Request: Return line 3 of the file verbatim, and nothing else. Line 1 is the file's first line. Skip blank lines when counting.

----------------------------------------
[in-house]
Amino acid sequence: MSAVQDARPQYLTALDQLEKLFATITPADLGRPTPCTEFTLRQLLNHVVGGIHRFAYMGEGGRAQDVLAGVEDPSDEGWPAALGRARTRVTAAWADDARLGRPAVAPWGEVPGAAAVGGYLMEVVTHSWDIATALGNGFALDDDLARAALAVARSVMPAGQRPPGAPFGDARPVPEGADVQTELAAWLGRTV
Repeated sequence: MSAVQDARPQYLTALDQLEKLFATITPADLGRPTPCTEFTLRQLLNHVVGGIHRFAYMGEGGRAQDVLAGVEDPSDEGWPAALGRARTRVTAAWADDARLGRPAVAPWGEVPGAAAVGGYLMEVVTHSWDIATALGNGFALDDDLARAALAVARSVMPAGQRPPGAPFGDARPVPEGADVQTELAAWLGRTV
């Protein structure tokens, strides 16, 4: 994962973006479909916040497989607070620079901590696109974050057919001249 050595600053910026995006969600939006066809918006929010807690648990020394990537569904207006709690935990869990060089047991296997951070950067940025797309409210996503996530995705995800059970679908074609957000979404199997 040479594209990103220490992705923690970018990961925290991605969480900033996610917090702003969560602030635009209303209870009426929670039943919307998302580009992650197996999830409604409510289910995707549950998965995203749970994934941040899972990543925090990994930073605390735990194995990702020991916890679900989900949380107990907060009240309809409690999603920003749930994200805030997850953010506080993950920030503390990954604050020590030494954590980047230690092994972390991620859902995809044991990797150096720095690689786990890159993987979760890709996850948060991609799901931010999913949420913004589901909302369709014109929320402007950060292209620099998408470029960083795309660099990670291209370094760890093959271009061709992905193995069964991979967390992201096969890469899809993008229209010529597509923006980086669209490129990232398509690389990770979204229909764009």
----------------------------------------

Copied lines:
Repeated sequence: MSAVQDARPQYLTALDQLEKLFATITPADLGRPTPCTEFTLRQLLNHVVGGIHRFAYMGEGGRAQDVLAGVEDPSDEGWPAALGRARTRVTAAWADDARLGRPAVAPWGEVPGAAAVGGYLMEVVTHSWDIATALGNGFALDDDLARAALAVARSVMPAGQRPPGAPFGDARPVPEGADVQTELAAWLGRTV